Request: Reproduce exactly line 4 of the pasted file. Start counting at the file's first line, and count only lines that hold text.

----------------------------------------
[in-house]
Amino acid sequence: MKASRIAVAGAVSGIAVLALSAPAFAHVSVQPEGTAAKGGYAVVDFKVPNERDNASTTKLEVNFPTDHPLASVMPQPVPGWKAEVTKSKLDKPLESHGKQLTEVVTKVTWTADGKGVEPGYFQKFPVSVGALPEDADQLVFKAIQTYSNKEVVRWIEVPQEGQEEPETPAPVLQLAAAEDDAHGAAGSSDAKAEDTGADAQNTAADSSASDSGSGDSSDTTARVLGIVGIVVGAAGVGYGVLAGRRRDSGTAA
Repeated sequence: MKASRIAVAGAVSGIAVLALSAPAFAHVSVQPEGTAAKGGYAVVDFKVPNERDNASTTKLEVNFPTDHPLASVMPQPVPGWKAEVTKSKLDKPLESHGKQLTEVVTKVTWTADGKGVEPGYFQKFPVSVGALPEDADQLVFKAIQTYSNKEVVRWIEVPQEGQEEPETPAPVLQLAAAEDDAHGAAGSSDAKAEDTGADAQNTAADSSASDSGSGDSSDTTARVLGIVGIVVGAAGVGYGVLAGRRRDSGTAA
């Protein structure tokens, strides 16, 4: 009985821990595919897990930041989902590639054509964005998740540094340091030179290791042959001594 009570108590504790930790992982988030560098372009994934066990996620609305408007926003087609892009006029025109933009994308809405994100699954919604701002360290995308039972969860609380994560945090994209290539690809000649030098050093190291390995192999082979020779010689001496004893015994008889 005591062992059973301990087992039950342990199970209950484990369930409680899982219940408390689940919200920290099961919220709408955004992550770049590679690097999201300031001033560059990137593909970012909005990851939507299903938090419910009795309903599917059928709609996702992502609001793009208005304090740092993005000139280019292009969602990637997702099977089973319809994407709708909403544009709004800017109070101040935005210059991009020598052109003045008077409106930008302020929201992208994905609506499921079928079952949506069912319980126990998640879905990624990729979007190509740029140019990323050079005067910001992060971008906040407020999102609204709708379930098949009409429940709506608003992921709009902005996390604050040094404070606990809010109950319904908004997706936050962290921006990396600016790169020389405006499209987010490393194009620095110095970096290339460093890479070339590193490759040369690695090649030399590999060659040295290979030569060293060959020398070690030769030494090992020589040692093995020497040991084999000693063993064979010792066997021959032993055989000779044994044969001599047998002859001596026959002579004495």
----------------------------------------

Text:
């Protein structure tokens, strides 16, 4: 009985821990595919897990930041989902590639054509964005998740540094340091030179290791042959001594 009570108590504790930790992982988030560098372009994934066990996620609305408007926003087609892009006029025109933009994308809405994100699954919604701002360290995308039972969860609380994560945090994209290539690809000649030098050093190291390995192999082979020779010689001496004893015994008889 005591062992059973301990087992039950342990199970209950484990369930409680899982219940408390689940919200920290099961919220709408955004992550770049590679690097999201300031001033560059990137593909970012909005990851939507299903938090419910009795309903599917059928709609996702992502609001793009208005304090740092993005000139280019292009969602990637997702099977089973319809994407709708909403544009709004800017109070101040935005210059991009020598052109003045008077409106930008302020929201992208994905609506499921079928079952949506069912319980126990998640879905990624990729979007190509740029140019990323050079005067910001992060971008906040407020999102609204709708379930098949009409429940709506608003992921709009902005996390604050040094404070606990809010109950319904908004997706936050962290921006990396600016790169020389405006499209987010490393194009620095110095970096290339460093890479070339590193490759040369690695090649030399590999060659040295290979030569060293060959020398070690030769030494090992020589040692093995020497040991084999000693063993064979010792066997021959032993055989000779044994044969001599047998002859001596026959002579004495």